I’ve only lived up there for 9 years and don’t really understand New York politics; I’ll just watch and see.
Only the ones Obama wants to appoint. Otherwise, you lobbyists can’t serve in government for at least two years! Be sure to read the comments, one of which suggests that the unnamed senior White House official is either wrong or disingenuous about one lobbyist-appointee not needing a waiver. But hey – if you’re going to announce a policy and immediately offer waivers, why worry about the spirit or the letter of the policy?
Because I tend to read the press with an eye tuned by reading the same damn story over and over again (you know, world literature doesn’t have that many new plots) I’ve noticed two stories that could be written by pushing F11 in the last week:
1. New president pursues physical fitness despite pressures of White House (there was a bit of that towards the end of this story – I expect more of them over the weekend).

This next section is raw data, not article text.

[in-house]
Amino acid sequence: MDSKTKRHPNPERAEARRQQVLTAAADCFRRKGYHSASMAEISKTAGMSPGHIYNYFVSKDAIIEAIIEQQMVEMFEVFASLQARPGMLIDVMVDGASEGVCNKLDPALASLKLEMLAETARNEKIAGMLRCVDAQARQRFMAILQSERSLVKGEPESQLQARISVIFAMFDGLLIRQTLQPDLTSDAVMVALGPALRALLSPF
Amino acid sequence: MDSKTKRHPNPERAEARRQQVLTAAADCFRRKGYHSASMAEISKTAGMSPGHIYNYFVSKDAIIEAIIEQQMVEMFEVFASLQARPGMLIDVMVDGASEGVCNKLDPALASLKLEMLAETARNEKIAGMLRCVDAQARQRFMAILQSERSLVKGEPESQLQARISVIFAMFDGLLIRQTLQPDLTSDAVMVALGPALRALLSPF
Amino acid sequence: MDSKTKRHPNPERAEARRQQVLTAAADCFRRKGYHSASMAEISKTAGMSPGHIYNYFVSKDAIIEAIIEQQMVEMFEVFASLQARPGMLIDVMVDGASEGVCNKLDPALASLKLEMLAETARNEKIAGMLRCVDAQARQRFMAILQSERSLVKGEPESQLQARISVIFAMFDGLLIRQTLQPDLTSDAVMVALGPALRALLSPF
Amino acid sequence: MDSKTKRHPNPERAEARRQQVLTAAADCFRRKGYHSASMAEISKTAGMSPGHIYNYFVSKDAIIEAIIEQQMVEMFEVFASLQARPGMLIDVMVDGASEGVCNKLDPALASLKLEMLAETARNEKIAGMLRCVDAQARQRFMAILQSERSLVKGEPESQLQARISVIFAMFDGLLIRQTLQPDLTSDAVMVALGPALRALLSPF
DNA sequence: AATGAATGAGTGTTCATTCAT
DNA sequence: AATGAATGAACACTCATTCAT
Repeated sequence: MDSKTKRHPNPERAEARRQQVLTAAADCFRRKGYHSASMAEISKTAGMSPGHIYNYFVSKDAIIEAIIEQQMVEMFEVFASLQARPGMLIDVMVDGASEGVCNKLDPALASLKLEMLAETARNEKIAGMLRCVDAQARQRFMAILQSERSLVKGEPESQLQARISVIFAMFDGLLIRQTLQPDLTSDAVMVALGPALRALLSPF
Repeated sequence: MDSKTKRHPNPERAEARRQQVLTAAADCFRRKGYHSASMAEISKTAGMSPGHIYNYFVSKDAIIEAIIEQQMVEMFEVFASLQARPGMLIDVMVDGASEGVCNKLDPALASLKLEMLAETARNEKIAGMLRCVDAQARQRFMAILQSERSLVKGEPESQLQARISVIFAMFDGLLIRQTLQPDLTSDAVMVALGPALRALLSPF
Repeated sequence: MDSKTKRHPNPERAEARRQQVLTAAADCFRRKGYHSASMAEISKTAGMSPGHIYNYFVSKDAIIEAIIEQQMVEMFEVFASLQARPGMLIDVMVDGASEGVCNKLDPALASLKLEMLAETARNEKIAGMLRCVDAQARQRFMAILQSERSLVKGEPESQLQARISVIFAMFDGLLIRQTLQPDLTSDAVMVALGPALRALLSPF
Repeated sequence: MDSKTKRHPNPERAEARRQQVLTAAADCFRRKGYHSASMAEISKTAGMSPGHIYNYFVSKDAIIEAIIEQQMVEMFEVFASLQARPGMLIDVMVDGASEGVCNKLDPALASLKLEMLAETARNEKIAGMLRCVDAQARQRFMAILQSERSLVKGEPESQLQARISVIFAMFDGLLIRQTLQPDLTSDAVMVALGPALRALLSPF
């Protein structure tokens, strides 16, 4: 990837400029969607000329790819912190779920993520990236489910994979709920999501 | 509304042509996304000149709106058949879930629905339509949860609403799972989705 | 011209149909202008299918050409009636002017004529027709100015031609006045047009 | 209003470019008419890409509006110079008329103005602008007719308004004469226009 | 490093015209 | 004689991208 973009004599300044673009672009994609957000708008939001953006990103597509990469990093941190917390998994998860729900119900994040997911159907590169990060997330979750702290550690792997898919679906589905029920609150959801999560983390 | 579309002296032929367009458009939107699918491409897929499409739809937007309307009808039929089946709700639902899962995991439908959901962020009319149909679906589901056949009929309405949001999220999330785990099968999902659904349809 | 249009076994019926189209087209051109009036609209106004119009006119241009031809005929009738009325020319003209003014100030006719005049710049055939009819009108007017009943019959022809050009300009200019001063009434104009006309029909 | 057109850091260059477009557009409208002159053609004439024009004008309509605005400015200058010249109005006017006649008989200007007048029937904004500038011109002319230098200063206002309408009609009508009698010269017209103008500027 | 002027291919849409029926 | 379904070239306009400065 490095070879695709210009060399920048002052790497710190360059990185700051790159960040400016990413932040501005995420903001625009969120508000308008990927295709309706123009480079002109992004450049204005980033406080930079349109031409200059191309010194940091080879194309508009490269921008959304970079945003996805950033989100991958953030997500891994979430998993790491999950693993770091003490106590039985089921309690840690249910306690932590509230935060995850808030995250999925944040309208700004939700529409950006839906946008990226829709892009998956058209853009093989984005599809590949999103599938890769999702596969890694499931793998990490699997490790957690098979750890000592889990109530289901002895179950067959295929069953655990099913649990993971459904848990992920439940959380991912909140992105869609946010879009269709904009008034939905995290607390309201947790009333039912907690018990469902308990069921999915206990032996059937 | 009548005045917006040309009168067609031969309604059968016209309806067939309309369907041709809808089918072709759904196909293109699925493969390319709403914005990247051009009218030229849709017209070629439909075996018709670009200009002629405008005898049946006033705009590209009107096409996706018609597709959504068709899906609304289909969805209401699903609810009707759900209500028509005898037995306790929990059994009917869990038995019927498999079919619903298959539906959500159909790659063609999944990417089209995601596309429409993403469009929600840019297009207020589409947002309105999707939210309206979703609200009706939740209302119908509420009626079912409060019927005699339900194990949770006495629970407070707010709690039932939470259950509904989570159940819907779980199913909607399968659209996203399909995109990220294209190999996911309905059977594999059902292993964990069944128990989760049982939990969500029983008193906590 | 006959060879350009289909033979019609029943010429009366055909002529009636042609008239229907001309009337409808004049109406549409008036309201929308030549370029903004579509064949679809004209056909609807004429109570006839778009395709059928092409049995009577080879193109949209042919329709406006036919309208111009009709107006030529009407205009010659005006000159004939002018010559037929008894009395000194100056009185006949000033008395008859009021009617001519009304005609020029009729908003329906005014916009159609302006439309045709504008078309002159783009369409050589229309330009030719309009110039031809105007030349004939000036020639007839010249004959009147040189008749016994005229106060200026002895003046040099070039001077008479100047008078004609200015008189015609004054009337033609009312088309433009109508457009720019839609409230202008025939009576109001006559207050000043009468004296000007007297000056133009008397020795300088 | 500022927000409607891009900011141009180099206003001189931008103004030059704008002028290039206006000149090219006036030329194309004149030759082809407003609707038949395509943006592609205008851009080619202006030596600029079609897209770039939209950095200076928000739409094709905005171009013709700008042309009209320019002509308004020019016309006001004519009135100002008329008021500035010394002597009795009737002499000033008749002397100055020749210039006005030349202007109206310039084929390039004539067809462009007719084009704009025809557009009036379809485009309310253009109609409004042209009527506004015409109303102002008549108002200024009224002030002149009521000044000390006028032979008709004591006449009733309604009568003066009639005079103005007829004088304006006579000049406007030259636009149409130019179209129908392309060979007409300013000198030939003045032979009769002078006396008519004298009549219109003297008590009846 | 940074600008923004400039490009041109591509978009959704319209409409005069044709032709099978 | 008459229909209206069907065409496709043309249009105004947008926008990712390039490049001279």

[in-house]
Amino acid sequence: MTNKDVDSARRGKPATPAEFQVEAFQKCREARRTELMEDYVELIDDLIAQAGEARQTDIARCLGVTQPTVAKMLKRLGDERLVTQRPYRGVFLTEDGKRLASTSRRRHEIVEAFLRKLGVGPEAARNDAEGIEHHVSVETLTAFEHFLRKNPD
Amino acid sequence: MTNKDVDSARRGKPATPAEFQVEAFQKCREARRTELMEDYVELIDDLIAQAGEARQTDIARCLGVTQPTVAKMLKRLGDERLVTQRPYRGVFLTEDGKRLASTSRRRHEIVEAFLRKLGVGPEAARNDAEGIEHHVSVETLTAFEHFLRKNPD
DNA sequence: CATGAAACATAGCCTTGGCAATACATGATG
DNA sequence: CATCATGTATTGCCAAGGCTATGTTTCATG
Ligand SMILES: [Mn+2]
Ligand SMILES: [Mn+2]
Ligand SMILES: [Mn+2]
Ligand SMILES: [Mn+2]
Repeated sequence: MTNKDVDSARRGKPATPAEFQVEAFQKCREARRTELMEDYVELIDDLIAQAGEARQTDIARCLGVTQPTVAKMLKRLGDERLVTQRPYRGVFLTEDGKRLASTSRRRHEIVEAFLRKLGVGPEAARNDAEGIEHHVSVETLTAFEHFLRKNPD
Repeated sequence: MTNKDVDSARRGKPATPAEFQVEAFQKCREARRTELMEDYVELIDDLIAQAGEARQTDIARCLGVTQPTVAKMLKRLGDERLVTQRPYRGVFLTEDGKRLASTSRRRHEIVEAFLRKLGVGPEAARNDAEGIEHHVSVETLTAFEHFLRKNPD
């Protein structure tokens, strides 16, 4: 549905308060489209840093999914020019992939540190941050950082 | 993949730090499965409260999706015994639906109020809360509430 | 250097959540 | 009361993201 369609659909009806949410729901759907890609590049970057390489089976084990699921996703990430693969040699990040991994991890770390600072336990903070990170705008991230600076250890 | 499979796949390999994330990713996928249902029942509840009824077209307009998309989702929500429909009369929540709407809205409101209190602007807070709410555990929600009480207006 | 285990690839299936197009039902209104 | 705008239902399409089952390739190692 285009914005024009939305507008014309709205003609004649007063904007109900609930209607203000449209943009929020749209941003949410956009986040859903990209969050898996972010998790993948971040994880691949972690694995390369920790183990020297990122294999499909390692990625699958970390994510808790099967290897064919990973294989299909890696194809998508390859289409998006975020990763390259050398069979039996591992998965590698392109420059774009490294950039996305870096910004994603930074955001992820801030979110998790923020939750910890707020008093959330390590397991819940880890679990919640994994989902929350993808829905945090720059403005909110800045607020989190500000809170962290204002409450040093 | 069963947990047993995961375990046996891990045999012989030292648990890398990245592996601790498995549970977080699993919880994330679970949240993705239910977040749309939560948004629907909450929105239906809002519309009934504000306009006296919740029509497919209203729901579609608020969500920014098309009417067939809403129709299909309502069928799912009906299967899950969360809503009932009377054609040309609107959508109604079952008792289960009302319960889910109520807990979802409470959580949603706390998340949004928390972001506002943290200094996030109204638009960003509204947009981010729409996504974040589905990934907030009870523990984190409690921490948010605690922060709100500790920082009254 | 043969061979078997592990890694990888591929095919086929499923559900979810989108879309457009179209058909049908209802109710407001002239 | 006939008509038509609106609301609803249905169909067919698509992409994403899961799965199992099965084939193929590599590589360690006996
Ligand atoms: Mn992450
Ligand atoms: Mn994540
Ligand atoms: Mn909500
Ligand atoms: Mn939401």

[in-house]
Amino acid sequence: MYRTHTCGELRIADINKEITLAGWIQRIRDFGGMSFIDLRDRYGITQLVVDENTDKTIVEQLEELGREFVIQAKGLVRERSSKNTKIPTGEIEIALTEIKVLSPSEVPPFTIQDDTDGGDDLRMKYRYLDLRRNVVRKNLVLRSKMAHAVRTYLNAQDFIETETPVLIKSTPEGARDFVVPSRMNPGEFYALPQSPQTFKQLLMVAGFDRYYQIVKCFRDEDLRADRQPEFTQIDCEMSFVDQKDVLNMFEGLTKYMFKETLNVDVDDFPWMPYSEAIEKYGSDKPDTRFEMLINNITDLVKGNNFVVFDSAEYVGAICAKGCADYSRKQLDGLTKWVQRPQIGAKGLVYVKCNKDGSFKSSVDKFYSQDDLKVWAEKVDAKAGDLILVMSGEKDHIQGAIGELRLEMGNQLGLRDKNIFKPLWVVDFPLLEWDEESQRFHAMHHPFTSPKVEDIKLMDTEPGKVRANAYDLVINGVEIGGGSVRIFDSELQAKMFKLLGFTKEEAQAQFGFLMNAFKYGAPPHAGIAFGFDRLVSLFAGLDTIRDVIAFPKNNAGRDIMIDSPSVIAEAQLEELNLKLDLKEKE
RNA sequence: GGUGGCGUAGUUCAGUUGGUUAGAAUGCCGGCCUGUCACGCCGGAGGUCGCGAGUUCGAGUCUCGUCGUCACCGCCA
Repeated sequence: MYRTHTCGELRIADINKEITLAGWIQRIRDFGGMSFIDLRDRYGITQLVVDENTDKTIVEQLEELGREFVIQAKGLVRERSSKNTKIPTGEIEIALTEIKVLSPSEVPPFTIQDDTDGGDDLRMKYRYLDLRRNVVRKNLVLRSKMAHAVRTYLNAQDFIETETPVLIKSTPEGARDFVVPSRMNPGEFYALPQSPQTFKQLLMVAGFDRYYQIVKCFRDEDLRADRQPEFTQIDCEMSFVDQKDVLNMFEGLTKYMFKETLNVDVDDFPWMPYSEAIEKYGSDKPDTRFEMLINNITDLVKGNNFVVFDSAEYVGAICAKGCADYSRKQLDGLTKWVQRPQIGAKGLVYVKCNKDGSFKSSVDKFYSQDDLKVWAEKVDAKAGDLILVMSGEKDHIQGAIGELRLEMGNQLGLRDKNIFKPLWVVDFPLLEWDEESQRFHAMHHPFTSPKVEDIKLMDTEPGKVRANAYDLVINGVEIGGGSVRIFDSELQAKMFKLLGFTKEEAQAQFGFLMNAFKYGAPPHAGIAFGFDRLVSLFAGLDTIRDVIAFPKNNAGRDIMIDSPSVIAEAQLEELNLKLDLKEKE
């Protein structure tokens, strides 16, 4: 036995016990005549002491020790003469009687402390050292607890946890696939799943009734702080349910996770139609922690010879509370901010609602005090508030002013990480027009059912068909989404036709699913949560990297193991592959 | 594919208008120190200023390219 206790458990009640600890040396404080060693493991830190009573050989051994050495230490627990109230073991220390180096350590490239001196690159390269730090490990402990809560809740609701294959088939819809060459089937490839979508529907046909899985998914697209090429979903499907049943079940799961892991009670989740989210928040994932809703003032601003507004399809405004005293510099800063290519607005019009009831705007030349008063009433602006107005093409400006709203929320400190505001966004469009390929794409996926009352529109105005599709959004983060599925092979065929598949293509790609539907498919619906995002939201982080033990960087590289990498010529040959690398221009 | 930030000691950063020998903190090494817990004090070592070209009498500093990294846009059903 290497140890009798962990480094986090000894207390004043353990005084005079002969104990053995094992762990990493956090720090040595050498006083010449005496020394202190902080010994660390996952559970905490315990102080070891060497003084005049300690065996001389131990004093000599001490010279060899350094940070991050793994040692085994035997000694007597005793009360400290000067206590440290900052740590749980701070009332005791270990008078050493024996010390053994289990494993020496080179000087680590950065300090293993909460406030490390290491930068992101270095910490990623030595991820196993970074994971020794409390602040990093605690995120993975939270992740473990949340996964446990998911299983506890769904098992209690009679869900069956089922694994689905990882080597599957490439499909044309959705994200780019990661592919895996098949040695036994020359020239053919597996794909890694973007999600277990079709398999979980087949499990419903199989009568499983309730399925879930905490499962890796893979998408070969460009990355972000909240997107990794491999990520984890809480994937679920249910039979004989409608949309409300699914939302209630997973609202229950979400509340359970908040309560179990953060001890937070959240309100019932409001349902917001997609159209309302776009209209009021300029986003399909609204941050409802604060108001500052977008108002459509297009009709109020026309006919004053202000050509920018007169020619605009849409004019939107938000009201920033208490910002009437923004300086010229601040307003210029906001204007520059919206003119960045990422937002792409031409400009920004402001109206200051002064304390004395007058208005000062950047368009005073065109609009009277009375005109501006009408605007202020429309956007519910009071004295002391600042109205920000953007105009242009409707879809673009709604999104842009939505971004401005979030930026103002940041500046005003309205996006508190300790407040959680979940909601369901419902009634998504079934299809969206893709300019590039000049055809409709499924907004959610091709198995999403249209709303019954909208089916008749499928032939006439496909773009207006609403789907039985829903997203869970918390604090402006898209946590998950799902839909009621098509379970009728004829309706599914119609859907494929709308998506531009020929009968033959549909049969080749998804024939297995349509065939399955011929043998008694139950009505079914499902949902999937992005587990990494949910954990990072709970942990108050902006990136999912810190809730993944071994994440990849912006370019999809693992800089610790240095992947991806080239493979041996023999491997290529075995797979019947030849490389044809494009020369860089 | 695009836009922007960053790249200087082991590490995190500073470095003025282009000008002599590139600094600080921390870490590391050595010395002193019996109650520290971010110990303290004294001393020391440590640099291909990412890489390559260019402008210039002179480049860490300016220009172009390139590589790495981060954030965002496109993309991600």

2. New administration the most ethical ever.
Haven’t we all read those before? I seem to remember video of Bill Clinton and George W. Bush running early in their administrations, and surely every president since Nixon has pledged to clean up the revolving door system. How long will Obama keep up his workout routine?
A former security guard who slashed a $1.2 million Art Institute painting on loan to a Pittsburgh museum has pleaded guilty to “institutional vandalism.”
Timur Serebrykov, 28, who was a guard at Pittsburgh’s Carnegie Museum of Art, reportedly told police that he cut the artwork with a key last May because “I didn’t like the painting.”